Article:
JSE listed chemicals group Omnia officially launched its R1.4bn nitric acid plant in Sasolburg yesterday promising a more secure supply of explosives to the mining sector and an environmentally friendlier facility.
The facility boasts a capacity to produce nitric acid output of 330 000 tons a year which will lift South Africa’s total capacity to about 1,4 million tons a year. Omnia said the facility will also reduce the need to import nitrogen products necessary for the manufacture of explosives for the minerals industry. The facility is launched under BME, a subsidiary of Omnia.
“This added production will improve BME’s security of supply, which means that it can further improve its service offering, particularly to countries within the Southern African region,” said BME managing director Francois Hay. He said the recent upsurge in mining activity in Africa had strained the supply of mining equipment, skills and other inputs.
“Because explosives form the basis of most mining operations, mine owners have actively been seeking solutions to their twin requirements of security of supply and the diminishing pool of skills available in this arena,” said Hay.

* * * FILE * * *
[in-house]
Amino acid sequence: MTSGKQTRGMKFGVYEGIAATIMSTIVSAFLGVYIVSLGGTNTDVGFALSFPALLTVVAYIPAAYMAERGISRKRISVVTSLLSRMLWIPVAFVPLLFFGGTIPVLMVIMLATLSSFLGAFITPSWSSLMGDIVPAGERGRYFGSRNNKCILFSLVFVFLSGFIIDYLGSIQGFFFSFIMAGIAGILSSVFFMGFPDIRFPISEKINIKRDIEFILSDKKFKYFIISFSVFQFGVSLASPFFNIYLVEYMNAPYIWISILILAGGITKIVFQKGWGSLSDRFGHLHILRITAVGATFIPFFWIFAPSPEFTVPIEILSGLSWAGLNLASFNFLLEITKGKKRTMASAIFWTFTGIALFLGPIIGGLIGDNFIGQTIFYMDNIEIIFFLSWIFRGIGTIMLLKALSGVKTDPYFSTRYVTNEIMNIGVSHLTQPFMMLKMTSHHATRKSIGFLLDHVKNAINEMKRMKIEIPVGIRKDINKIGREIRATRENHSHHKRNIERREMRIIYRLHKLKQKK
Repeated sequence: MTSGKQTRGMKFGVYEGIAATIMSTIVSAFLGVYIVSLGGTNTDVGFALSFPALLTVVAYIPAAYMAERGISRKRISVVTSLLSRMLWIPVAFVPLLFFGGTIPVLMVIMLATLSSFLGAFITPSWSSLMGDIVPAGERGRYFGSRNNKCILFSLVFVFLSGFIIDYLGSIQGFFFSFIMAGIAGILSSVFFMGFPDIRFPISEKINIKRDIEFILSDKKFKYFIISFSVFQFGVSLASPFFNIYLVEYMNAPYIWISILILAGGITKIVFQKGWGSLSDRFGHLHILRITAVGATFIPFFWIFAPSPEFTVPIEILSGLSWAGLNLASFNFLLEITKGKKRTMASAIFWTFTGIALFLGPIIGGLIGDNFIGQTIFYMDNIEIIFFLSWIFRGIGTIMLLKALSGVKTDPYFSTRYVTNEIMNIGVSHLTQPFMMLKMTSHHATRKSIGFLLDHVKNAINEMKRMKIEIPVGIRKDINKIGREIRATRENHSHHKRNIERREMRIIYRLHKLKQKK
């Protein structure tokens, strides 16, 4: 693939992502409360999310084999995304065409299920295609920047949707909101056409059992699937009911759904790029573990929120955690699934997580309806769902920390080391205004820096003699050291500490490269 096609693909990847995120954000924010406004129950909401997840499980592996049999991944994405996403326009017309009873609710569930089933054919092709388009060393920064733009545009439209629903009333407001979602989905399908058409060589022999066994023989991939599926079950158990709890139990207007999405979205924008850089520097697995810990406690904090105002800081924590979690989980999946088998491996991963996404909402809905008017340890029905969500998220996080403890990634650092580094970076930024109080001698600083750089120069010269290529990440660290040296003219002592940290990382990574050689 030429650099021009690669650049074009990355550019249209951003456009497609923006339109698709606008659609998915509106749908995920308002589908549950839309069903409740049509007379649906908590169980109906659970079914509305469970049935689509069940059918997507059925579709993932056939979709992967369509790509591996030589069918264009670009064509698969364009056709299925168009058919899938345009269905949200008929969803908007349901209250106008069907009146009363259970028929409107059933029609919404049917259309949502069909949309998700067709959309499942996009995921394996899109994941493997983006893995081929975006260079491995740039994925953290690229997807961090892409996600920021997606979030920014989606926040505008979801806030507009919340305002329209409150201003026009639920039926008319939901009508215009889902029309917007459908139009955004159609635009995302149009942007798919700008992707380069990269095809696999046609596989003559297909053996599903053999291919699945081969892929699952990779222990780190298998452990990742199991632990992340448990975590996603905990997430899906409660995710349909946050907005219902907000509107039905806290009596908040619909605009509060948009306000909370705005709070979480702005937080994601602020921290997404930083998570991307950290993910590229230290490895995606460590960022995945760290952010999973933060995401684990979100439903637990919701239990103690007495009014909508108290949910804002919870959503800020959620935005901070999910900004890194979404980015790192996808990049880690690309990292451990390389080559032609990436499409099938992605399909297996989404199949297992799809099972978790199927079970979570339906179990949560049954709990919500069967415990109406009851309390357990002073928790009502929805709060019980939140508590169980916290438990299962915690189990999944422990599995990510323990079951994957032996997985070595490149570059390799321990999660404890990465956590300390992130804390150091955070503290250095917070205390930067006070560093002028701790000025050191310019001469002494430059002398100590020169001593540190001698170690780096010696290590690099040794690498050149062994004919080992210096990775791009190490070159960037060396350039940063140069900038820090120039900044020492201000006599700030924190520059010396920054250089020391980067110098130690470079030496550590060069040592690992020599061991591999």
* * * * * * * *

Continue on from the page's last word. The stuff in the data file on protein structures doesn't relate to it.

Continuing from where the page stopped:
The company already holds a significant market share in the explosives industry in West and Southern Africa, and is expecting to further improve its competitive position. Hay added that BME had developed a stable emulsion product that could be safely transported across vast distances without compromising quality.
The new production capacity puts BME in the same league as competitor Sasol, which previously dominated the market with about 50% of nitric acid produced.
Omnia said the new plant also boasts “impressive ‘green’ credentials, having installed cutting edge EnviNOx® technology from ThyssenKrupp Uhde of Germany, to eliminate greenhouse gas emissions”.
The technology, which is already in place at the group’s older nitric acid plant in Sasolburg, will allow the new plant to generate about 400,000 tons in carbon credits annually at full load, in terms of the United Nations Framework Convention on Climate Change.
According to Danie Oosthuizen, group project director, all nitric acid plants produce greenhouses gases, but the EnviNOx® process effectively destroys 98% of these gases by converting them in a reactor into nitrogen and water vapour.
“In line with government commitments to reduce outputs of greenhouse gases, we have invested considerably to ensure that our plants are environmentally-friendly,” said Oosthuizen.
The group said the new plant is also self-sufficient in terms of its electrical energy needs, even generating more than it needs for its own processes and ‘exporting’ electrical energy into the local Omnia grid that feeds its Sasolburg operations.
“This allows us to be effectively independent of Eskom’s national energy grid, and to feed some into the Omnia network on the same site.”